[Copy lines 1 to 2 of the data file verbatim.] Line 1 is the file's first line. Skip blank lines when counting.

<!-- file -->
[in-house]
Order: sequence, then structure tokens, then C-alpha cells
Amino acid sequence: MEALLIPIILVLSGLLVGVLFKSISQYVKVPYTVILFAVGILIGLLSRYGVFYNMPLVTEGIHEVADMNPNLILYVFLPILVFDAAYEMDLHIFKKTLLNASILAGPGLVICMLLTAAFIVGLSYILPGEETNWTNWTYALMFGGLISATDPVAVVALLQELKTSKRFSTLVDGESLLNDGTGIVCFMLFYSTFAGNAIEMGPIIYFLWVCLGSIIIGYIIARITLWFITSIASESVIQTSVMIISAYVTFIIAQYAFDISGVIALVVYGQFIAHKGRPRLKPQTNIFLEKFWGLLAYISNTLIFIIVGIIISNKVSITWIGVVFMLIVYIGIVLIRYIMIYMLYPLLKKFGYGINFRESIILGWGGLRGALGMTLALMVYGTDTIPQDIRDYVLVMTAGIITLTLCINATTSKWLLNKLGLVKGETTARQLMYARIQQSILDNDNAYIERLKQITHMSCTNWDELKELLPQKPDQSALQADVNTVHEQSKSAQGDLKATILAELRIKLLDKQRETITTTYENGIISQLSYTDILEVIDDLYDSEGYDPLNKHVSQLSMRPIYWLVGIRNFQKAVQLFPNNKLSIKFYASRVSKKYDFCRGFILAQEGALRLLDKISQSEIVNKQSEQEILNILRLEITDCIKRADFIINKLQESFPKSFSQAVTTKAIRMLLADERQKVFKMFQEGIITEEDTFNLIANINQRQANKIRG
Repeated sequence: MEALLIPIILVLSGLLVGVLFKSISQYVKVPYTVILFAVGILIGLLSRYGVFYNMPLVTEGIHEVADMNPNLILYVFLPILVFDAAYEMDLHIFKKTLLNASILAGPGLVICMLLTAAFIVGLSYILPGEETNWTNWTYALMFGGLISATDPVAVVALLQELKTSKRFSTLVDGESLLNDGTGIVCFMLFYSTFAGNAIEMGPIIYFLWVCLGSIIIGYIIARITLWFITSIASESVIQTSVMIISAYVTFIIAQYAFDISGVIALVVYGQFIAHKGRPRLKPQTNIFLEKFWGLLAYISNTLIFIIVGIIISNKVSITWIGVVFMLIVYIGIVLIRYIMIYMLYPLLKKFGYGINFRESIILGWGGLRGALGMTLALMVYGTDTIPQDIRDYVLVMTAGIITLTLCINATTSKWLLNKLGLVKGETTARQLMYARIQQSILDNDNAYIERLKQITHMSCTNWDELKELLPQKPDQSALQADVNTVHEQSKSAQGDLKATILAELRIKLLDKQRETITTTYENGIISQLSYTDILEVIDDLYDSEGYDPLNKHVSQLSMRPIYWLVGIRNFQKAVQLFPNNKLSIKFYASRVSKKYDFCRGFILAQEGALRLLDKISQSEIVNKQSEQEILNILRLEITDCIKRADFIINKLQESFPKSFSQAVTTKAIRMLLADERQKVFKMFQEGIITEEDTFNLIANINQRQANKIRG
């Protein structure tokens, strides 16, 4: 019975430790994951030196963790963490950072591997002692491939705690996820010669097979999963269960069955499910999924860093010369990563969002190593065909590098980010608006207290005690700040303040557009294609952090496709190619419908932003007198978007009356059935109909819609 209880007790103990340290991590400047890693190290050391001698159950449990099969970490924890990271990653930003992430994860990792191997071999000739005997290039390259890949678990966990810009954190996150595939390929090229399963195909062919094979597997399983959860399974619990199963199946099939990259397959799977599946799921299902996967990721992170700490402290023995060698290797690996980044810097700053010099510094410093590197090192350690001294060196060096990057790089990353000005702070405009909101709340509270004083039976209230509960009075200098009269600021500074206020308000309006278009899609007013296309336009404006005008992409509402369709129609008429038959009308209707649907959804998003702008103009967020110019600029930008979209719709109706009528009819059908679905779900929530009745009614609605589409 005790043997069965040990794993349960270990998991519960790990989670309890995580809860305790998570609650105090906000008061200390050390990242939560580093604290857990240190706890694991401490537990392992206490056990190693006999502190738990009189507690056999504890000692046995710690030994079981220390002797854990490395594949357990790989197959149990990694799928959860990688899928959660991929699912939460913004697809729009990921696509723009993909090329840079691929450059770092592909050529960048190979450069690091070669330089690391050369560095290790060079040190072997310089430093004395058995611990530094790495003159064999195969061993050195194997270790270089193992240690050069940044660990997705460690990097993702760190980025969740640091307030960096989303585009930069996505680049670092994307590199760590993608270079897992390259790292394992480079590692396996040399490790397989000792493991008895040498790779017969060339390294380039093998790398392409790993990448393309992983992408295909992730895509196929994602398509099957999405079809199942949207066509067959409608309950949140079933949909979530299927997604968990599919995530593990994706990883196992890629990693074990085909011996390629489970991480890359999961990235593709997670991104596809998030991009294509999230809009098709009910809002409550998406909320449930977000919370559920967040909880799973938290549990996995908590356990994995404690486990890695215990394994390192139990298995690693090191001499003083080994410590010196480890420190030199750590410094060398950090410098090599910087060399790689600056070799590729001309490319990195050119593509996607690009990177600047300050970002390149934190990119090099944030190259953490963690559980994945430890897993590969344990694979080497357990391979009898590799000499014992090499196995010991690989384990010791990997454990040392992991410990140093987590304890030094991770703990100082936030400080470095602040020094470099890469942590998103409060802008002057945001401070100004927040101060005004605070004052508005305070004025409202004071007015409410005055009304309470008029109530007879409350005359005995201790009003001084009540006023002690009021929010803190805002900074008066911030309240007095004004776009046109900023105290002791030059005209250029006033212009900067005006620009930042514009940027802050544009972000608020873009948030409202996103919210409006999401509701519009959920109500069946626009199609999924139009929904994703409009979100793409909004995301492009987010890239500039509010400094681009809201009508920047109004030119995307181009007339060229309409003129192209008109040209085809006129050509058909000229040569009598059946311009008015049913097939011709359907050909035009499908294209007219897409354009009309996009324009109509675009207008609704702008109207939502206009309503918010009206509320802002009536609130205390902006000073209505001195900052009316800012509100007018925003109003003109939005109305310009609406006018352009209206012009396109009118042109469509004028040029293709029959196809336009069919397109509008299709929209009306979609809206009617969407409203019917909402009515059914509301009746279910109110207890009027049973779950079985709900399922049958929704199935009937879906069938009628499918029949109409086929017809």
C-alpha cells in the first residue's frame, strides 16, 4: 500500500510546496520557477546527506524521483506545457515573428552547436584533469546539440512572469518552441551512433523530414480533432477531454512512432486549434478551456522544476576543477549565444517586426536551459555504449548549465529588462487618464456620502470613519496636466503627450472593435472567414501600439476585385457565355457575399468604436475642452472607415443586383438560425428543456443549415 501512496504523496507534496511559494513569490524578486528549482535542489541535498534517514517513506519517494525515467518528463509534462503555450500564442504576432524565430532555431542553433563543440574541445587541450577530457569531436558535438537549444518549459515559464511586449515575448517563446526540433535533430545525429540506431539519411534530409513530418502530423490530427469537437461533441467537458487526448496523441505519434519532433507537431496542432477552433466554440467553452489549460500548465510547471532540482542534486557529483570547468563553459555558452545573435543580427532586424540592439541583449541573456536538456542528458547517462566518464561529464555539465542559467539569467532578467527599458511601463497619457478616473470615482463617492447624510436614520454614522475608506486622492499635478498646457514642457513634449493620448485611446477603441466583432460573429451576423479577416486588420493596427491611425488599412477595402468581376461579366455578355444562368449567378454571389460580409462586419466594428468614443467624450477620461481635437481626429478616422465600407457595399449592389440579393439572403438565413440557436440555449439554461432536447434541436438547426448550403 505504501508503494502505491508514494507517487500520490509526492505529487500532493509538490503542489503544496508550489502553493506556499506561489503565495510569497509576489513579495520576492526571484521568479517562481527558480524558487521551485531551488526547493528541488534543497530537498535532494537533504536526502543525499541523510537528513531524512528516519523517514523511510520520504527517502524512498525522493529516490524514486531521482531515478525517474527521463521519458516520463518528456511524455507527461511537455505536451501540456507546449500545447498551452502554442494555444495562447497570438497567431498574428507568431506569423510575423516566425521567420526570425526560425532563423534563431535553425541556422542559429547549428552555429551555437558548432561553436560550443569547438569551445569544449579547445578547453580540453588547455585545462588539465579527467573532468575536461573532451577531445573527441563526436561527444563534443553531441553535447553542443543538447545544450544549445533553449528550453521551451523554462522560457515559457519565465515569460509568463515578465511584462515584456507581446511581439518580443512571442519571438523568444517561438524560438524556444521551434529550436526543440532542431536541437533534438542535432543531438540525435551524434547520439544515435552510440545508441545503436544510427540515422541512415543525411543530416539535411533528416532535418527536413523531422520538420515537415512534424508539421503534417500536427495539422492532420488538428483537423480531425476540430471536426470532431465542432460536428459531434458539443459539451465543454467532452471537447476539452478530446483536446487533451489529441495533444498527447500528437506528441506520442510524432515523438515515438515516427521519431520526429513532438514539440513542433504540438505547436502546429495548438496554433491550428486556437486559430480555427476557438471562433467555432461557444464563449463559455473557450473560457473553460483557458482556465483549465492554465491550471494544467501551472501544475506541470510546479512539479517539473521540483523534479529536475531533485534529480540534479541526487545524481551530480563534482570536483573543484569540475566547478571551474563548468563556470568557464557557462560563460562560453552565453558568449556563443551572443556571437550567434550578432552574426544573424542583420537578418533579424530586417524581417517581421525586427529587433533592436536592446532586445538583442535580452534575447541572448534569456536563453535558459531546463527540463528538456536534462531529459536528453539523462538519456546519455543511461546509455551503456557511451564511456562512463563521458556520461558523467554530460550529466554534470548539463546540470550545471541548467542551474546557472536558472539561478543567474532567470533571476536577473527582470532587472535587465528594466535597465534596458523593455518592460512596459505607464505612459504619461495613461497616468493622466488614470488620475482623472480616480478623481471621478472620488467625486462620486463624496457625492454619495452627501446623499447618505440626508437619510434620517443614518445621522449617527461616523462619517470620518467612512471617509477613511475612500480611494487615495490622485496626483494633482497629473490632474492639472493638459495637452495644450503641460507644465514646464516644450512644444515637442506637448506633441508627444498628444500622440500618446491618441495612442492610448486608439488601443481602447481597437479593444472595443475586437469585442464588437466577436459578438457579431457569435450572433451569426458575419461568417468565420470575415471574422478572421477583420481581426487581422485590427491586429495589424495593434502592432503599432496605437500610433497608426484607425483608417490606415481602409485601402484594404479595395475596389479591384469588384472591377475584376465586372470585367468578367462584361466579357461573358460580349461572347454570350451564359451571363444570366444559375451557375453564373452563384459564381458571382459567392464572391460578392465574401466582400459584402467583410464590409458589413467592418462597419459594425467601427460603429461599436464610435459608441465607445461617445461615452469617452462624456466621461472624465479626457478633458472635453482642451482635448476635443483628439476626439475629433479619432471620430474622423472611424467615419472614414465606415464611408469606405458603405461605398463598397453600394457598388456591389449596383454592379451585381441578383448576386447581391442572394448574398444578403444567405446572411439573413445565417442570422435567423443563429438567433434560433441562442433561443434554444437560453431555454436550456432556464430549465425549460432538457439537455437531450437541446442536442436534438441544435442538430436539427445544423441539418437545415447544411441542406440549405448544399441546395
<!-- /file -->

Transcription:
[in-house]
Order: sequence, then structure tokens, then C-alpha cells